RH proponents simulate lesson plan for teachers
Students at Palawan State University (PSU) in Puerto Princesa City had a taste of what a class on reproductive health should be like if it were health columnist Dr. Margie Holmes and reproductive health (RH) law campaigner Carlos Celdran handling the course.
“Masturbation isn’t bad, it is fun you should even try it … and why haven’t you asked yet about oral sex?” Holmes quipped as she replied to a question from a student in a forum organized last month by the nongovernment organization Ugat ng Kalusugan.
The group, part of the policy lobby doing the round of the provinces to push for the implementation of the RH law which is currently the subject of debate in the Supreme Court, stressed that the point of having an open discussion with students about sex “is to confront the problems head-on and find meaningful solutions.”
“Teenage pregnancy on the PSU campus, a typical state university, is consistently on the rise and it’s a problem the school does not and cannot adequately handle,” said Susan Evangelista, a former faculty member who is now an RH advocate.
Celdran, whose support to the then RH bill sparked a lawsuit against him by the Roman Catholic Church, pointed out the importance of “dialogue as a way to address the problems confronted by the youth.”
He added that in discussing with students on campuses, they have found that their approach of engaging the youth in open discussions about sex and relationships “is an effective way to engage them.”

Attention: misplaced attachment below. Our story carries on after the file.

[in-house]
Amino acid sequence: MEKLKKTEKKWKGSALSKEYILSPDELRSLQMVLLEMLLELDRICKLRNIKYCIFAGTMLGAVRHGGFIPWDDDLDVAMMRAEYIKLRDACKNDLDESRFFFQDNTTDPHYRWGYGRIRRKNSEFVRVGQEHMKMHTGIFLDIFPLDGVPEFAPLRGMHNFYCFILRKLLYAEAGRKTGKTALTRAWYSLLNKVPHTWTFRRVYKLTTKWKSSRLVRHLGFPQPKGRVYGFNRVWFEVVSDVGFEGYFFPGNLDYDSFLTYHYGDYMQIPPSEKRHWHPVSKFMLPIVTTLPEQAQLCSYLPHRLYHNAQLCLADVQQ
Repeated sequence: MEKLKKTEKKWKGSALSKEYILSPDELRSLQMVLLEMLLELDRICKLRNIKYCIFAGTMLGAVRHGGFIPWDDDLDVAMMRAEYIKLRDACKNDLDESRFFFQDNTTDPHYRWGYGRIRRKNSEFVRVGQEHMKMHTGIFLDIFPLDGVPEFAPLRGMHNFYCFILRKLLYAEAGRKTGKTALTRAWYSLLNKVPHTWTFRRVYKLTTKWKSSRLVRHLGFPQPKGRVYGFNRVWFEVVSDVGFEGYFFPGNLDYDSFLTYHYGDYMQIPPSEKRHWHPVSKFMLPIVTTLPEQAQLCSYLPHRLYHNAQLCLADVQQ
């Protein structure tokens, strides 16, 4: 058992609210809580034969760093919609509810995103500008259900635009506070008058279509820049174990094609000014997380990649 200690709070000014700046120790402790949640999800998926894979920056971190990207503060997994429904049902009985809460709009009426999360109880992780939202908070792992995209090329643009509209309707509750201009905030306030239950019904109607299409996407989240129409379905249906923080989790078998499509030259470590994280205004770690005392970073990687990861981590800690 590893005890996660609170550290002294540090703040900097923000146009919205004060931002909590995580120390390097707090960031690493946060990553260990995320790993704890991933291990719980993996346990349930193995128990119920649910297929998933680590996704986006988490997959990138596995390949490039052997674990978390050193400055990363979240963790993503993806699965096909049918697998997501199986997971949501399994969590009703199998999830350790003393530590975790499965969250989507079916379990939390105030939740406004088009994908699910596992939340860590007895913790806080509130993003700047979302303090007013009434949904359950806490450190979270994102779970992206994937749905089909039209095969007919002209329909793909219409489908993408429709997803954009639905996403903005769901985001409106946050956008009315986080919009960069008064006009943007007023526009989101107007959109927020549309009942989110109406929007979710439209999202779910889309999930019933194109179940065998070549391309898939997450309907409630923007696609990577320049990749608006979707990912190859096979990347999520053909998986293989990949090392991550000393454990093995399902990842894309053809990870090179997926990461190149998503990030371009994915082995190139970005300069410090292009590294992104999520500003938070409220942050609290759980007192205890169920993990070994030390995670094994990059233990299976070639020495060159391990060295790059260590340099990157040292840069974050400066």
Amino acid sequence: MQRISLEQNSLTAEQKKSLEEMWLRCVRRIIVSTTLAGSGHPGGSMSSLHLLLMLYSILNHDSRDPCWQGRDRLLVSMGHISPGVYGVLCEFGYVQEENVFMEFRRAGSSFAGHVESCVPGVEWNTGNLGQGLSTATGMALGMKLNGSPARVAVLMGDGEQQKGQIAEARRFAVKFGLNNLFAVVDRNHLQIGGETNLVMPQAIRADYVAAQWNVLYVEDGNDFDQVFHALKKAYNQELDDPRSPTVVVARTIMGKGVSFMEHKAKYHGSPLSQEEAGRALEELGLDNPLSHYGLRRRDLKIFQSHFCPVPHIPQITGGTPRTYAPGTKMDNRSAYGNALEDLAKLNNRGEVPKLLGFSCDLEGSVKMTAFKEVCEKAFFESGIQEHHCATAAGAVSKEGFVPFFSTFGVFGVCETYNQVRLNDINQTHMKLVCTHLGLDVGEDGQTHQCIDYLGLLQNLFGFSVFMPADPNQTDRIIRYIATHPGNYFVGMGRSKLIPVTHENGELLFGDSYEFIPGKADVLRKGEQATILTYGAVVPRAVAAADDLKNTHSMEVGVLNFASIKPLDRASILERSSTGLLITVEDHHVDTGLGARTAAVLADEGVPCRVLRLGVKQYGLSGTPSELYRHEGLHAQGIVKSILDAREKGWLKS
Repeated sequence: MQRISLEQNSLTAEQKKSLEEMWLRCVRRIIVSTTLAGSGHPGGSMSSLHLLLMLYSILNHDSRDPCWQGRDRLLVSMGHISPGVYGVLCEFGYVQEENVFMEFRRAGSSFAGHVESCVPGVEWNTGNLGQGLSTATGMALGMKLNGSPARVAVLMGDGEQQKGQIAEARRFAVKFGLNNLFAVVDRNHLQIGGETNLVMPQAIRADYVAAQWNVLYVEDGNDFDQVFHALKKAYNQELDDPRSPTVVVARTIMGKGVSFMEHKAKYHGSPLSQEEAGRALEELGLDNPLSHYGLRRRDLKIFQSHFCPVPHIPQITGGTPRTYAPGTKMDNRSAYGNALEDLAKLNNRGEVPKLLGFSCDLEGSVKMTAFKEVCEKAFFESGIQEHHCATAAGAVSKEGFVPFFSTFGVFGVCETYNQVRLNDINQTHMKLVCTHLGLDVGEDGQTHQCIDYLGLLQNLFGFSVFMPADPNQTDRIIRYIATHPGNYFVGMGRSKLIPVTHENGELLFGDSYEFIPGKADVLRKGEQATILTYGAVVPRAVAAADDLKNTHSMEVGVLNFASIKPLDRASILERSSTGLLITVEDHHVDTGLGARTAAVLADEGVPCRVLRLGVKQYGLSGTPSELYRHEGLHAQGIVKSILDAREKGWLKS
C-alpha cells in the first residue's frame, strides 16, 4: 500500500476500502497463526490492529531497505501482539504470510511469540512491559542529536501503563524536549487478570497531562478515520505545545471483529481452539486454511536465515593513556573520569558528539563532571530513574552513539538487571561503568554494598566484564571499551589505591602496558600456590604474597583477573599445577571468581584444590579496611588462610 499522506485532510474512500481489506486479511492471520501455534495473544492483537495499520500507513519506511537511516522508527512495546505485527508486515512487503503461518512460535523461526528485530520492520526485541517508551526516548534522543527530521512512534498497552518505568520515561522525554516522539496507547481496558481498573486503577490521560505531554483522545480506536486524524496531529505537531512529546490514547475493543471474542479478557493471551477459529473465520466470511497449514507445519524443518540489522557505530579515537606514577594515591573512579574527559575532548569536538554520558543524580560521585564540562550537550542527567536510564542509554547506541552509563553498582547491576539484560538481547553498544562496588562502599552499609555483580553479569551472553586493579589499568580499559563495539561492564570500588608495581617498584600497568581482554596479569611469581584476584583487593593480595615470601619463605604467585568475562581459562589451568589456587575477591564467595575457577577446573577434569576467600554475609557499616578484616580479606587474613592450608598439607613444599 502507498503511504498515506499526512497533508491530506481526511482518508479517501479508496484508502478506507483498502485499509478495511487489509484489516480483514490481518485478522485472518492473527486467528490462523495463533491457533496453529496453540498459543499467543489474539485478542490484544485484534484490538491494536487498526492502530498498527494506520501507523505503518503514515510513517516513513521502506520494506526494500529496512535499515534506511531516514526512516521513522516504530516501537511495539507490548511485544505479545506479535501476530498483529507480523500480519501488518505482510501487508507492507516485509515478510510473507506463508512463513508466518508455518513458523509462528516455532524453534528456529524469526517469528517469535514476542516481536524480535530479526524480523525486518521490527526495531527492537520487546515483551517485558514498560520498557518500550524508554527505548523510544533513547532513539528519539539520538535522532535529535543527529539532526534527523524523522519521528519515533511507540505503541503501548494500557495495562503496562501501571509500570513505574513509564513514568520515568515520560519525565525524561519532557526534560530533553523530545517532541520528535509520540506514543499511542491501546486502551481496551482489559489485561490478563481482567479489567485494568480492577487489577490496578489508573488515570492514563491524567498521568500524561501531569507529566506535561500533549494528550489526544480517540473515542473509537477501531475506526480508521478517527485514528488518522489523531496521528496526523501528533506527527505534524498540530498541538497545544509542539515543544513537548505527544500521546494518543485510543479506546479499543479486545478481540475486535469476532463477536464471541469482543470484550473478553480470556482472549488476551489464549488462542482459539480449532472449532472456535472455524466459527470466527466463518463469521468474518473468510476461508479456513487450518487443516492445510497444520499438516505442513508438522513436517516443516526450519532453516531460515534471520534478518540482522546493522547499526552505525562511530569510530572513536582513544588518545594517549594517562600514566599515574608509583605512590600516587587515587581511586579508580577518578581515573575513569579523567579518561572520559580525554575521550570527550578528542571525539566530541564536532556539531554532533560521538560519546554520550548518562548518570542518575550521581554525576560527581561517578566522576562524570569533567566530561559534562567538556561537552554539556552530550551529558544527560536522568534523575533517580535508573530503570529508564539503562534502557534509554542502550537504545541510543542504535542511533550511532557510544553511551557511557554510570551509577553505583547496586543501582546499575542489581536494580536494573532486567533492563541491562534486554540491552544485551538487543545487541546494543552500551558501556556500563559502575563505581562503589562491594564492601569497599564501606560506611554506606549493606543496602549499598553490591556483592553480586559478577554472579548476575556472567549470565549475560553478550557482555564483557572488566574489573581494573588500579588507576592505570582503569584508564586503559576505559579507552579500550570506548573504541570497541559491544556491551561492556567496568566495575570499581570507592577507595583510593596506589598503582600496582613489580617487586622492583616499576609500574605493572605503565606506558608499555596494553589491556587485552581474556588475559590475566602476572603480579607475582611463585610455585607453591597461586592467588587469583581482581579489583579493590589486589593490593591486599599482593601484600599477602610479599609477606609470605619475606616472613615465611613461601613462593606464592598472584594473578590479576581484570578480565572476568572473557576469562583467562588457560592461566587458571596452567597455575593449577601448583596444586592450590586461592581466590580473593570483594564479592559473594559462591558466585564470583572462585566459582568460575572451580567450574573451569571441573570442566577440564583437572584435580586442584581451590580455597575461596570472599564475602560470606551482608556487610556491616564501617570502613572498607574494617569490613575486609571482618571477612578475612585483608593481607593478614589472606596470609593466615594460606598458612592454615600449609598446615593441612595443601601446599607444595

During the forum, which was punctuated by gasps and applause from faculty members during Holmes’ lecture, the students sat in a workshop where they were able to develop a lesson plan on what they would like an RH course to be like.
“We hope the RH (law will get implemented) and when it does, we need to figure out curriculums such as these to make it work,” said Ugat organizer Evangelista.
The RH law, signed by President Aquino in December last year, allows the state to use public funds to educate the youth on RH matters, improve maternal health and provide couples with contraceptives.
On July 16, however, the Supreme Court extended indefinitely its order stopping the government from implementing the law, just a day before its 120-day status quo ante order (SQA) was to expire.
It issued the SQA on March 19 following a petition filed by anti-RH advocates questioning the constitutionality of the law claiming, among others, that hormonal contraceptives were abortifacients.